Wednesday, January 8, 2020

WELLNESS WEDNESDAYS: Diabetes and Obesity Matters

“A man too busy to take care of his health is like a mechanic too busy to take care of his tools.” 
                                                                    ---Spanish proverb

According to Centers for Disease Control and Prevention, one in ten Americans has diabetes (30.3 million, or 9.4%).  Another 33.9% of U.S. adults aged 18 and older had prediabetes in 2015.  Diabetes is where there is too much sugar in the blood.  

One of the leading risk factors for diabetes is obesity and overweight. Other risk factors are: smoking, high blood pressure, physical inactivity, high cholesterol, and high blood sugars.  Diabetes and obesity are intricately linked and both can be reversed and prevented.  To tackle the childhood obesity epidemic, we must look at the diabetes crisis.  

Most Americans with diabetes have type 2, or adult onset (90-95%).  The remaining 5-10% have type 1, formerly called juvenile diabetes, where the pancreas makes no insulin and the individual is insulin-dependent.  Gestational diabetes occurs when a female is pregnant and develops diabetes during pregnancy; having gestational diabetes increases the girl or woman’s risk of developing type 2 diabetes sometime later in her life.  Many kids who are overweight or obese are at high risk for developing type 2 diabetes and other obesity-related diseases such as sleep apnea and bone and joint disorders. It is misleading to call the most common type of diabetes "adult onset" when so many teens are now at risk for developing it due to what that they eat and their physical inactivity.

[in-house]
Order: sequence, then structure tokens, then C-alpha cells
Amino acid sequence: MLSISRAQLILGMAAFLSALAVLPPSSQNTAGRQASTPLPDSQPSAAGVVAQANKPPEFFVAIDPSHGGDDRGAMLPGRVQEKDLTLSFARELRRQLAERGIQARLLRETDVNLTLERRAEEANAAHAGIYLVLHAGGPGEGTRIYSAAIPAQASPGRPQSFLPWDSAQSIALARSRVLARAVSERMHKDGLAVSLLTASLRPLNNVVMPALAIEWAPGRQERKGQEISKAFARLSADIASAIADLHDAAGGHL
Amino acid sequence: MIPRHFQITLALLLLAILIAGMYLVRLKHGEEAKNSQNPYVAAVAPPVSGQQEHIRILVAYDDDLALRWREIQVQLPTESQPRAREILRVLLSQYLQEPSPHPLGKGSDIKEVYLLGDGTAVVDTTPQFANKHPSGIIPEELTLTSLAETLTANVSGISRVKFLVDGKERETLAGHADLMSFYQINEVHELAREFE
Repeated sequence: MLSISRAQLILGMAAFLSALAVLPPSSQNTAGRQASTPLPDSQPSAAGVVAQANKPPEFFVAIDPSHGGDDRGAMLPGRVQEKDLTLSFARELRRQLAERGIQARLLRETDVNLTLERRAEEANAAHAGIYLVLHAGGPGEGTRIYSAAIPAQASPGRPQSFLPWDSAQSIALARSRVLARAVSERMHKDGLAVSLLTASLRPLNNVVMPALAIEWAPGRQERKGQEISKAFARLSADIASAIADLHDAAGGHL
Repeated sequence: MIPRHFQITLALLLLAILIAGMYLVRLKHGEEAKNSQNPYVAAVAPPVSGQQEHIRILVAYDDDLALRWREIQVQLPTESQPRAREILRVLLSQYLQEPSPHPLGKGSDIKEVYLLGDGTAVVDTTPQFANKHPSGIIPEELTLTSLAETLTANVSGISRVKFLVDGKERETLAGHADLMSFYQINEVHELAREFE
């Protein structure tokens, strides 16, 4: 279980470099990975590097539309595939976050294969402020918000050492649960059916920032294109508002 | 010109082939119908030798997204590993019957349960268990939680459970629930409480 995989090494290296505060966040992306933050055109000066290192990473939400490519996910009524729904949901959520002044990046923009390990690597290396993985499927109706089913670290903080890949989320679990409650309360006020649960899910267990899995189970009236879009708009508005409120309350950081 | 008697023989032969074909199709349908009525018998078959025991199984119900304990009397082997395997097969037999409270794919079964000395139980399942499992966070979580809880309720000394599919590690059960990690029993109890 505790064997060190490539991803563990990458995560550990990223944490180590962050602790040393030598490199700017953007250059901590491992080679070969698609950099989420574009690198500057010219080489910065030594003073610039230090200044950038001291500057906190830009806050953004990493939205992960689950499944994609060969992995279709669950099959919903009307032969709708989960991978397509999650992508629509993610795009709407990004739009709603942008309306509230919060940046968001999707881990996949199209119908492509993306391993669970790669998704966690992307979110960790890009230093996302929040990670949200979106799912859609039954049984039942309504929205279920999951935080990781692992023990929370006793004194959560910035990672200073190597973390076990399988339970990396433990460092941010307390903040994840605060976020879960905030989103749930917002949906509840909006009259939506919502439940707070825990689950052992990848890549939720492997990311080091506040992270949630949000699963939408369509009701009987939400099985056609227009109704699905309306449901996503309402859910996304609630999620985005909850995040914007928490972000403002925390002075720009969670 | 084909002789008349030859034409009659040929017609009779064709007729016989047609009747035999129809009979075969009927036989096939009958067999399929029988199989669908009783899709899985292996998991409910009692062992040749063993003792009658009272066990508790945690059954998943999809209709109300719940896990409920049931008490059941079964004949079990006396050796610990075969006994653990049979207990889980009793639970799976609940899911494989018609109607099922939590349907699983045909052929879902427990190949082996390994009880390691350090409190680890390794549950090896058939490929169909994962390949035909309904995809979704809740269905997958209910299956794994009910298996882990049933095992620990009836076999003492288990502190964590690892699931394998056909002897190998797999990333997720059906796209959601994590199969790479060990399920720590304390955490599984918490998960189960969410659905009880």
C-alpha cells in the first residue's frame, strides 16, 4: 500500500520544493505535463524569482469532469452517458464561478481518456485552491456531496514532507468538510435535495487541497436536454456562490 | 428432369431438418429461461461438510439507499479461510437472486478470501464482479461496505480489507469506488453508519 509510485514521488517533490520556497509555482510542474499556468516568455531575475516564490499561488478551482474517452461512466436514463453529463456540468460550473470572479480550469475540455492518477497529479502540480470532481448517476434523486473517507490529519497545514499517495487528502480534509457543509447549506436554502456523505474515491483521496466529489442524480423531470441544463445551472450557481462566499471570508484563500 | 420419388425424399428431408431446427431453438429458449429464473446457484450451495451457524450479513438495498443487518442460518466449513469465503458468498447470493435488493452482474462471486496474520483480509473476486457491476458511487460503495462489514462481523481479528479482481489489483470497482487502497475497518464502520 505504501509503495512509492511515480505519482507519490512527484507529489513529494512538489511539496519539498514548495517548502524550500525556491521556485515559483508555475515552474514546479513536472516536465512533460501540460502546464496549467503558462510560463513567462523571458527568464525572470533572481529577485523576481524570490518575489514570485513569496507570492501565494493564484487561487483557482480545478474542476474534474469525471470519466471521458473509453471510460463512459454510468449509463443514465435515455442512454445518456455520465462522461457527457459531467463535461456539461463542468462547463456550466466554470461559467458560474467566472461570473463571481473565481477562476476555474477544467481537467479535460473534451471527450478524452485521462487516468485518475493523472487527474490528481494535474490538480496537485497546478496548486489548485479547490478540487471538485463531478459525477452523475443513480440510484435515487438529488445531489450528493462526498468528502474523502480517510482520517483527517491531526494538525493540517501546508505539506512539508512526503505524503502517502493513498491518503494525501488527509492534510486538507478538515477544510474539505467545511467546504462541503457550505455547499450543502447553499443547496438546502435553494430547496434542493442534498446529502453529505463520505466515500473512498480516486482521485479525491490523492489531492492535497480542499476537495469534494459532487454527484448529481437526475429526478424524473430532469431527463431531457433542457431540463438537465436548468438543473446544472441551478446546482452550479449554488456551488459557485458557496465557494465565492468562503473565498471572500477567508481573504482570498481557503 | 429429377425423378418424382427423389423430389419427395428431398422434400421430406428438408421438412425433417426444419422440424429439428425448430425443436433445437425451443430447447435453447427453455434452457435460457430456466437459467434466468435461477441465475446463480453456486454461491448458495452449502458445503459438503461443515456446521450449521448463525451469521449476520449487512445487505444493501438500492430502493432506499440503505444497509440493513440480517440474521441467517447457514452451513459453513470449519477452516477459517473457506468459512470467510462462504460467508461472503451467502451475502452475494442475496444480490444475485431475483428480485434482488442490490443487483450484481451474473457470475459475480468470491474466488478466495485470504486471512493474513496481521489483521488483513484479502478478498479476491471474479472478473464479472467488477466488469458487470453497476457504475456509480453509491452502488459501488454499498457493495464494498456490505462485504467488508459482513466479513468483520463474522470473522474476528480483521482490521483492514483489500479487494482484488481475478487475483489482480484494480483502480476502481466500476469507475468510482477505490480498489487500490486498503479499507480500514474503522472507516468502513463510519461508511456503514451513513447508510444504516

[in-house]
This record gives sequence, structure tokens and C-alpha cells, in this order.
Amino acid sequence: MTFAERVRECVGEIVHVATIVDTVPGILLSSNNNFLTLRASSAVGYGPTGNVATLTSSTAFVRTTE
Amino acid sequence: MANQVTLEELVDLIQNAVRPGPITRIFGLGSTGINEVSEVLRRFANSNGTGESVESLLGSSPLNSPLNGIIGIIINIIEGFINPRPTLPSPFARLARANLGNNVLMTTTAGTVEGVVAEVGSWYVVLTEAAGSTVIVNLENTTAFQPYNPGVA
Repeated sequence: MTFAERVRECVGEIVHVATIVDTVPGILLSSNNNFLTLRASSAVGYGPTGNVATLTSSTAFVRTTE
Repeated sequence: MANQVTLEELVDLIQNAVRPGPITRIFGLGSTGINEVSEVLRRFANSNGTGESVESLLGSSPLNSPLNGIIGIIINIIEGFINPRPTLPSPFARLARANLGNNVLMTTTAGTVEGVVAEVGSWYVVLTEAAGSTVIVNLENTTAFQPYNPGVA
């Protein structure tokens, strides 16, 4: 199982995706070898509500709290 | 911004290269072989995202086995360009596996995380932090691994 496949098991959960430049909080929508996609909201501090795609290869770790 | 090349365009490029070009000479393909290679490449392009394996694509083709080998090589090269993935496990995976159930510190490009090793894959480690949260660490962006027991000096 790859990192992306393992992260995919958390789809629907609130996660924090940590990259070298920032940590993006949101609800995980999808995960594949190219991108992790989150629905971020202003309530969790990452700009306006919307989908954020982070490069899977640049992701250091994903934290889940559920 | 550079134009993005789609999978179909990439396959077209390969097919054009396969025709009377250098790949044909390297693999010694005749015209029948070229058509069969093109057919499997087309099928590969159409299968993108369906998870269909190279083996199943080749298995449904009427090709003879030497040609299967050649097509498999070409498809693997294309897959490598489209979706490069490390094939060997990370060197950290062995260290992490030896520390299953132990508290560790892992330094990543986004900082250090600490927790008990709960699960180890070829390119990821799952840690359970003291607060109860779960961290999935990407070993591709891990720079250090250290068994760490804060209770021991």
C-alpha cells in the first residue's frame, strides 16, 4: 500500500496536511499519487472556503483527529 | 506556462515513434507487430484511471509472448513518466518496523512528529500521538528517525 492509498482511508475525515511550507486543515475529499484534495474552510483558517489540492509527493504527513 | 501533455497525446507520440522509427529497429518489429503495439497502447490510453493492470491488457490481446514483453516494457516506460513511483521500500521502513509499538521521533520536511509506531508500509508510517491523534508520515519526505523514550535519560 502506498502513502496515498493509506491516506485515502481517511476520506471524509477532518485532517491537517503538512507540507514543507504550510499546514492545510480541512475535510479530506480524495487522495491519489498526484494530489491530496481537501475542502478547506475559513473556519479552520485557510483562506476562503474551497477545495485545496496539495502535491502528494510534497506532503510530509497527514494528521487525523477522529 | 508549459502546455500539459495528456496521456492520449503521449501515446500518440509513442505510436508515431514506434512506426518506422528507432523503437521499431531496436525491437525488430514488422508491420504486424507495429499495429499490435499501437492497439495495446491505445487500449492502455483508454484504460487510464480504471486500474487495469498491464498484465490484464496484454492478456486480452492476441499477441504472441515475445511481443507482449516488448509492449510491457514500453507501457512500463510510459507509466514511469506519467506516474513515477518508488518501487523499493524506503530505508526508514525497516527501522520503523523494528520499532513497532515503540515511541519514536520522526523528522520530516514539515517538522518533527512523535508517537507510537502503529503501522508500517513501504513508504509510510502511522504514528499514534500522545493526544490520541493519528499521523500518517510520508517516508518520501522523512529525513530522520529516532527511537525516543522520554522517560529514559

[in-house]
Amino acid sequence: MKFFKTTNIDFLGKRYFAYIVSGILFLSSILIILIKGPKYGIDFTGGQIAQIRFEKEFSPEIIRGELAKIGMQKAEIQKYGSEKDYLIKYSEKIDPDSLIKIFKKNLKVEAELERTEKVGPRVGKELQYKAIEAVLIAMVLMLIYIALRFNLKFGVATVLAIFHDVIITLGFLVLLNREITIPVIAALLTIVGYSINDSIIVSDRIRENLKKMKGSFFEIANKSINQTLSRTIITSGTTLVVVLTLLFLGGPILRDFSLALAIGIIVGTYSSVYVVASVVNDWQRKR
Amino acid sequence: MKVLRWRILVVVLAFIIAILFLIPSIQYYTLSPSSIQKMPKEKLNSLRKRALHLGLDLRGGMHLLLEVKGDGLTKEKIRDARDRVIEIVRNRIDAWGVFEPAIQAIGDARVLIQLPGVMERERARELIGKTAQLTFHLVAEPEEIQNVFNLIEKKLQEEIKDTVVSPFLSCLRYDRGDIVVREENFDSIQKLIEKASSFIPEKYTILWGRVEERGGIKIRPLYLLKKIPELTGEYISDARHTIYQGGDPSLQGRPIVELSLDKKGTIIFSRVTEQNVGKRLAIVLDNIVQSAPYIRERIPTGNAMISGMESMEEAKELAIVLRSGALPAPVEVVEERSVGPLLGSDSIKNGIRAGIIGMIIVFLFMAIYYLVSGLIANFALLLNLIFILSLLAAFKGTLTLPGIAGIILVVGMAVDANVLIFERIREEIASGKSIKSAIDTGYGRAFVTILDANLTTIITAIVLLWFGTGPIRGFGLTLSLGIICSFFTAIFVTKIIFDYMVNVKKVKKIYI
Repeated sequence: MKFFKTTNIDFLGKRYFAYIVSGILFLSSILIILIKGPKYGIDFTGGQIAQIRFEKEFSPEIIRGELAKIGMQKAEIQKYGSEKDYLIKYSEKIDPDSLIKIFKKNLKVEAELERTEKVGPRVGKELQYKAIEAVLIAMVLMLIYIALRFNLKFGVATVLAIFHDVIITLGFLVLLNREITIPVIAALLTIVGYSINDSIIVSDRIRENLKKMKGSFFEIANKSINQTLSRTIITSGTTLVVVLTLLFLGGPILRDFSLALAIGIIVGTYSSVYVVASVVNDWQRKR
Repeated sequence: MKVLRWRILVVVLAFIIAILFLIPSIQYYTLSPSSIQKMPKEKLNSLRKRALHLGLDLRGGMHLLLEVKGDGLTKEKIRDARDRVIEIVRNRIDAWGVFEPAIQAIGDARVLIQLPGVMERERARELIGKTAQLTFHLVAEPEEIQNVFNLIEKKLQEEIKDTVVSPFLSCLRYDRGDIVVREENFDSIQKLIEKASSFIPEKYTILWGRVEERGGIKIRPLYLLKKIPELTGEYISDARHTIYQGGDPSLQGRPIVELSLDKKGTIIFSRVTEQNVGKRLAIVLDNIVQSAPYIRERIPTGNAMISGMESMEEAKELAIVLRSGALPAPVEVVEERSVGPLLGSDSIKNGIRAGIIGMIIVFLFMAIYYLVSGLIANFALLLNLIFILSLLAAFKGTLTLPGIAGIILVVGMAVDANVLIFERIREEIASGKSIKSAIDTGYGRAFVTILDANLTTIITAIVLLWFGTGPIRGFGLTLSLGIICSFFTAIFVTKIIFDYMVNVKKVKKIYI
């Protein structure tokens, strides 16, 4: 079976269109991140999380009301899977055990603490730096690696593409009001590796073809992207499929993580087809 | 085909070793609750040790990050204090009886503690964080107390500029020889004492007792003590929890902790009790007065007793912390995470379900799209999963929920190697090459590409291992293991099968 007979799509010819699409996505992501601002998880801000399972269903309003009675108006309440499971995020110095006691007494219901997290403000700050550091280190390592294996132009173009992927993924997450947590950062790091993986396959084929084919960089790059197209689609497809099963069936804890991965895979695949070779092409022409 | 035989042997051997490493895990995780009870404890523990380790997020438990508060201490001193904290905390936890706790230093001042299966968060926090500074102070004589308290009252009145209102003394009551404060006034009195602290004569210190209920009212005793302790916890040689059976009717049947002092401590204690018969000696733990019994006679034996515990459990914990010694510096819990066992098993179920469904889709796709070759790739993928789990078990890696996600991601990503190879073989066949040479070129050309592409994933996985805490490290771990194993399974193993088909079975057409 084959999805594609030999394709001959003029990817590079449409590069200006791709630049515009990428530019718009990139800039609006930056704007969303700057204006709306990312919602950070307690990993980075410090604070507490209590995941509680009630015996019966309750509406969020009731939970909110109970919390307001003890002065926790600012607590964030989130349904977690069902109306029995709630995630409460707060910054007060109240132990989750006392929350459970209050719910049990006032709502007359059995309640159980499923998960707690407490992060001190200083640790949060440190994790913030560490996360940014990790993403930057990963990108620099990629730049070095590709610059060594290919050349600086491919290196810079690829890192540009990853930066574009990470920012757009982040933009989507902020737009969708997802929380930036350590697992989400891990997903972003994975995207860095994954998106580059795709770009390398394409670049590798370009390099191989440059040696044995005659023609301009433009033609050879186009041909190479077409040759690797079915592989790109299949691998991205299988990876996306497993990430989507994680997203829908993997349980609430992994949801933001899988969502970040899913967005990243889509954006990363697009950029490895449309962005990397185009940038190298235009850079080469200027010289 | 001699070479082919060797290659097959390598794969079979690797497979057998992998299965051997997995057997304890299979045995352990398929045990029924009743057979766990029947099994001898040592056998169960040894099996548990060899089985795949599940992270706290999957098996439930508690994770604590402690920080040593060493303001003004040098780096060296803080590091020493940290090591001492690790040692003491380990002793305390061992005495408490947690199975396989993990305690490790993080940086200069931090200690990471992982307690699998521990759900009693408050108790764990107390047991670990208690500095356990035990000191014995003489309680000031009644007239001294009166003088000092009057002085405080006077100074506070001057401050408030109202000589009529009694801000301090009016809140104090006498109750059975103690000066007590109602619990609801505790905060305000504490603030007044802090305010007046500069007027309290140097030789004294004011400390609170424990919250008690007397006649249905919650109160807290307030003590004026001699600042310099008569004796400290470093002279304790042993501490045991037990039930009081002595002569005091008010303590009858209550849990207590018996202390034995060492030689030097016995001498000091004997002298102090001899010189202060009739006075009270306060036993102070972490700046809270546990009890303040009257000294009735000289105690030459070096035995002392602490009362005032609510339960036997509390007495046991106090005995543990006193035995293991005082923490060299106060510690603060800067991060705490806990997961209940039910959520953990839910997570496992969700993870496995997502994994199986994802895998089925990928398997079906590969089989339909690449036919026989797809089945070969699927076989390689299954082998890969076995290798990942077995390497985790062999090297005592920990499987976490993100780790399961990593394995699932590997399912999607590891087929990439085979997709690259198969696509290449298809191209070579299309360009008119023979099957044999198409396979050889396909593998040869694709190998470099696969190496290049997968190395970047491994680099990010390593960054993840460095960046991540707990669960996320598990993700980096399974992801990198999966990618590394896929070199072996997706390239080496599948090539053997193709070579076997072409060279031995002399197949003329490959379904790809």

Diabetes is preventable.  Yet 7.2 million Americans are undiagnosed (23.8% of people with diabetes).   In round numbers, 1 in 4 Americans with diabetes doesn't know they have it.     

In working with kids who are overweight, I have learned that kids want to be taught how to eat well so they don't get sick.  They didn’t ask for the burden and bullying from carrying an extra 40 or 50 pounds as a result of being fed highly processed foods and having easy access to cheap, sugary drinks. 

Do you have a family member with diabetes?  You can help by starting with small, easy changes.  Begin to look at everything your family consumes that is sweet.  One of the easiest things to do is to eat fresh fruit instead of fruit juice.  Replace sodas and diet sodas with water.  Make most of the sugar you eat NATURAL SUGAR not ADDED SUGAR, such as the high fructose corn syrup found in sodas and fruit juices, even foods we give little thought to such as ketchup.  Added sugars have no nutritional value, they are just empty calories.  Teach your kids the difference. 

Replace that morning donut with a slice of toasted whole grain bread (I like Dave’s Killer Bread, the one in the green package) with some almond butter and sliced organic bananas.   If you do nothing more than start reading all the food labels before throwing things in your grocery cart, look for “high fructose corn syrup” on the ingredients list of the package. Make the very smart decision not to buy or consume ANYTHING that contains high fructose corn syrup. 

Small steps, simple changes, big results.

With love,
Nancy Heinrich, MPH
Founder and Wellness Architect
Growing Healthy Kids, Inc.

Photo credit:  Ella Chabot